The Onion On State Government

Recently I received a proposed amendment to the Illinois State Constitution in the mail. The purpose of the amendment is to require a 3/5 majority before pension increases can be passed for state employees.

In short, the amendment to the constitution is required because our elected representatives refuse to do any basic “governing”. Illinois recently implemented a massive tax increase (after all, that’s what “Blue State” governors usually do when they must choose between cutting state expenditures and raising revenues) on the revenue side of the ledger but kicked the can for the umpteenth year in a row for SERIOUS reform of our pension crisis in Illinois.

It made me reflect on the giant overhead and general incompetence of our state’s government. We have a state senate, house, a governor, and an amazing array of local authorities. According to this article, Illinois leads the nation in governmental entities, with almost 7000 of them.

On the other hand, the Onion summarized state and local government with a brilliant and pithy line.

Alabama State Constitution changed to “Roll Tide”.

Perhaps Illinois should do something simpler and just change our state constitution to the famous line

We don’t want nobody nobody sent

Cross posted at LITGM

6 thoughts on “The Onion On State Government”

  1. Interesting they did not propose the 2/3rd supermajority that is the bane of every tax loving liberal here in California. I shudder to think how taxes would be if the left didn’t have such a high hurdle to raise taxes.

  2. Well, in the South, University Football almost is the State so changing the constitution to the local battle cry might save time and ink.

    It is interesting to compare north and south in their historical attitudes towards socialism. Most people don’t know that after the Civil War, the Southern states fairly rapidly slipped into “populism” which is just socialism without the intellectual rationalization. Arguably, the south went way farther left in terms of economic intervention, regulation and redistributionism. The entire political dynamic was built around protecting poor and working class whites from economic competition from African-Americans and the depredations of the rich, especially those from out of state.

    Segregation was in many ways simply a color coded extension of an extremely hierarchal social structure. The deep south looked more like central or eastern Europe than it did the rest of America. Even if white, to get anything done, you had to be from the right social strata and have the right connections. The meritocracy and class mobility of the industrial north or the frontier west simply didn’t exist. This made the south fertile ground for socialistic ideas. Most white southerners simply saw popularism and government intervention as a means of connecting up the average person and giving them the same advantages that the rich had.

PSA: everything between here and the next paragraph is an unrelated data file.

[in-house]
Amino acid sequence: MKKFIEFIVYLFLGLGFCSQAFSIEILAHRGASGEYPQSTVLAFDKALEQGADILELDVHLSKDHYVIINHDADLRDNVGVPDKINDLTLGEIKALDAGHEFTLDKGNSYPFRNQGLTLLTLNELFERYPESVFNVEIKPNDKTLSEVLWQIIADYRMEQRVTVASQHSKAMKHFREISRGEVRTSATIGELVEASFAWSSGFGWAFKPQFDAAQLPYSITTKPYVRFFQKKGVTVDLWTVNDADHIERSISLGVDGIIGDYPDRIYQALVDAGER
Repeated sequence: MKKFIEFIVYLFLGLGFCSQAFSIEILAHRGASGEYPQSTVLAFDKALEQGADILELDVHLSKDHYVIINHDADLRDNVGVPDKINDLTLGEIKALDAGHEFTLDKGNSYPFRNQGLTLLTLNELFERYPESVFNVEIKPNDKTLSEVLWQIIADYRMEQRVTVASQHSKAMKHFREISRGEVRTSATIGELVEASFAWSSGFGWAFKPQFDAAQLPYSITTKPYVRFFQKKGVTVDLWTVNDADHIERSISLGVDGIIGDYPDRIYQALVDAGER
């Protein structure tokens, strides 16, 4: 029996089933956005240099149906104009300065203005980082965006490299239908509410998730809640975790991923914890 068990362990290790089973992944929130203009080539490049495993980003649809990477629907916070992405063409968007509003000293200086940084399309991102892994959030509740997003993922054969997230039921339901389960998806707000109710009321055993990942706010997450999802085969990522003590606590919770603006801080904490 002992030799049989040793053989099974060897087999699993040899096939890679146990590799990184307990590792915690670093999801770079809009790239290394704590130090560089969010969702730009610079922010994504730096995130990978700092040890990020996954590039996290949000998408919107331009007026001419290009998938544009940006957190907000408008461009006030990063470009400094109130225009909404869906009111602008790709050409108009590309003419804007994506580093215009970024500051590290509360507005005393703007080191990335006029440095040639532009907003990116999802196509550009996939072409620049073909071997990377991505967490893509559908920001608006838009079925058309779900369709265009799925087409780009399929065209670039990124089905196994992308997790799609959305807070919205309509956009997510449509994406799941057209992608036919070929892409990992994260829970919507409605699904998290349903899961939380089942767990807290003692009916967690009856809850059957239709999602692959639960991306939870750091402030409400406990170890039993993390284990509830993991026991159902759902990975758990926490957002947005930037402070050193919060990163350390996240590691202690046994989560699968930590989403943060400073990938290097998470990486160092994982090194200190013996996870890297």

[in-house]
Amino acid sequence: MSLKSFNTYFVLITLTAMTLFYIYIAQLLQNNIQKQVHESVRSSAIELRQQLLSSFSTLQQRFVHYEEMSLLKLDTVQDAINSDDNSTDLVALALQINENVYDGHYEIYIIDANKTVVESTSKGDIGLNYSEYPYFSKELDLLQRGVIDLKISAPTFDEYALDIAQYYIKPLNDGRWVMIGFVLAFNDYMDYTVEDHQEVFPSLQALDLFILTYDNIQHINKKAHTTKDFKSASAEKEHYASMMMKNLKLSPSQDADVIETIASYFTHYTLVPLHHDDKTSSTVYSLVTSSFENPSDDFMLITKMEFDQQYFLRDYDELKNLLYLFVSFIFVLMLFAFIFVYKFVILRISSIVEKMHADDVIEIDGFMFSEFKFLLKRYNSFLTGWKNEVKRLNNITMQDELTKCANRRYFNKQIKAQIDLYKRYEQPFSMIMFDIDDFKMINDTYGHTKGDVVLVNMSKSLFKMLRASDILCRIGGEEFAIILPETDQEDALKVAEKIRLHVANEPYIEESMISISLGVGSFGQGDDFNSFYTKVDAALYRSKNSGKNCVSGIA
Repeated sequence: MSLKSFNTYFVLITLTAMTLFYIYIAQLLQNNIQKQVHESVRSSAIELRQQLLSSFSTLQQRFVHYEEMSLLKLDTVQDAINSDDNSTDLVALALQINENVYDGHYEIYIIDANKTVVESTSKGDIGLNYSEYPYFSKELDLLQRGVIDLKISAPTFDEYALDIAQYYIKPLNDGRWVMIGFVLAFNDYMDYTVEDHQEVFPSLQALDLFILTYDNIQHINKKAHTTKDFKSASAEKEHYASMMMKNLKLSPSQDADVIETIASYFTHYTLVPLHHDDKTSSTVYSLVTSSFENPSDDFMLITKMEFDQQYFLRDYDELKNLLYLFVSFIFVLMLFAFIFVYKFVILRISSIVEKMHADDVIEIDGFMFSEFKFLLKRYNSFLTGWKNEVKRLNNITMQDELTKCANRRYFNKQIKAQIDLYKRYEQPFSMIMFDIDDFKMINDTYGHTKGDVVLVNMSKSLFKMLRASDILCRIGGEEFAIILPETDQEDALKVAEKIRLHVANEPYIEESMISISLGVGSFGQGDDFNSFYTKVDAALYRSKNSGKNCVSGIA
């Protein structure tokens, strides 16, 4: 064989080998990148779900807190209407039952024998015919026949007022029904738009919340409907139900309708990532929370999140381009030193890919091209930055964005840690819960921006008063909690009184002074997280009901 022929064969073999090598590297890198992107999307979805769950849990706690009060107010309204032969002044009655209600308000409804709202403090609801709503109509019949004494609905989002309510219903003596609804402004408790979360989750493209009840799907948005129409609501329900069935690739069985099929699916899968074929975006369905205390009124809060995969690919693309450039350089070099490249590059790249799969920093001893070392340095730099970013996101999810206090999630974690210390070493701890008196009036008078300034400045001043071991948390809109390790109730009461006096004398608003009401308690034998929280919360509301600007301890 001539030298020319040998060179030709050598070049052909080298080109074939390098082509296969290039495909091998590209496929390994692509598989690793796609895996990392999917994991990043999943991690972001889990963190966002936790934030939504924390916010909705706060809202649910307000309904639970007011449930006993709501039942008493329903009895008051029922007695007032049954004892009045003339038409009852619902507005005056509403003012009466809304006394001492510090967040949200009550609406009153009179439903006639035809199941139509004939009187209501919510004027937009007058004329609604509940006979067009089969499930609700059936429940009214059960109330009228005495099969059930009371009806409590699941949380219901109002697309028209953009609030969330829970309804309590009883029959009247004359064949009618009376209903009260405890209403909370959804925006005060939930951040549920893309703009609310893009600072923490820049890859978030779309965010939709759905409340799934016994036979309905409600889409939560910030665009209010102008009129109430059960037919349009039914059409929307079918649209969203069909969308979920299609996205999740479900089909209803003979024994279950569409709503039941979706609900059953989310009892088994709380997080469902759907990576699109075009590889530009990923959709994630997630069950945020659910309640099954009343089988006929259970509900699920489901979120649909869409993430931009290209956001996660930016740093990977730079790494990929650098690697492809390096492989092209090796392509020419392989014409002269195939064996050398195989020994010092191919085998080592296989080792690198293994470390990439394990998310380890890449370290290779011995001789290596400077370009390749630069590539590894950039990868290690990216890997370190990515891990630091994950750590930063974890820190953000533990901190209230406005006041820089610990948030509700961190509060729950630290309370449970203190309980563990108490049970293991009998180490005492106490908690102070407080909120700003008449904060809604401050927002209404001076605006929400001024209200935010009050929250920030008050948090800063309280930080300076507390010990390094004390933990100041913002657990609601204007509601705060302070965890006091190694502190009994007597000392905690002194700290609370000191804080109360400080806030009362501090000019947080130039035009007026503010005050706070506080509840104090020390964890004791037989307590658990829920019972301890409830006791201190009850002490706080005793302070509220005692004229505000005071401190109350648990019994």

It’s of note that the same shift began to occur in the North with the mass immigration of Irish, South Italian and Eastern Europeans. All came from oppressed peasant cultures with no meritocracy and no class mobility. They displaced the yeoman farmers, middle-class informational workers and small business people who had been the bedrock of Northern Republican politics even in the Civil War. The great 20-30 year dominance of the Democrats mid-century began with the wielding together of Northern peasant immigrants and lower class southern whites.

    It was breaking of the populist model in beginning the mid-60s that brought about both the end of segregation and the economic renaissance of the much of the South. Ironically, the expansion of Federal welfare programs made them to expensive for southern states and they started thinning them out. As poor whites got less from the State, they stopped supporting the populist agenda including segregation. In oil states like Texas and Louisiana, the end of the “energy crisis” destroyed the last vestiges of socialism because they just ran out of money.

    Today, Southern states are poor and backward in direct proportion to high far they’ve moved away from the old populist model. Arkansas is arguable the most socialist with bizarre degrees of regulation e.g. state regulators only allow one health insurance company to operate.

    I think what happened in the 60s is that the urban North and South swapped places. Most of the South became increasingly economically free while the North slid into socialist stagnation. It probably didn’t help that the mass migration of African-Americans carried with them the populist ideas which merged with the existing socialist streak of the immigrants from Europe. When you look at the politics of Detriot or Chicago, they look very similar to old school Southern politics complete with all the racism. They’ve just swapped colors. You’ve got to be the right sort and have the right kind of connections to get anything done. Merit means less and less and class mobility is stagnating.

    Unfortunately, it looks like it might be harder for the new North to shed populism than it was for the old South. Everything is larger scale, more diverse and complex. On the other hand, perhaps the unions, regulation and the welfare state will strangle themselves just like popularism did in the South.

  3. Mordere illa, qua te prodit.

    Interesting how people think the corrupt will reform themselves out of a job. Even Gorby wasn’t trying to do that, he was trying to make the USSR more competitive.

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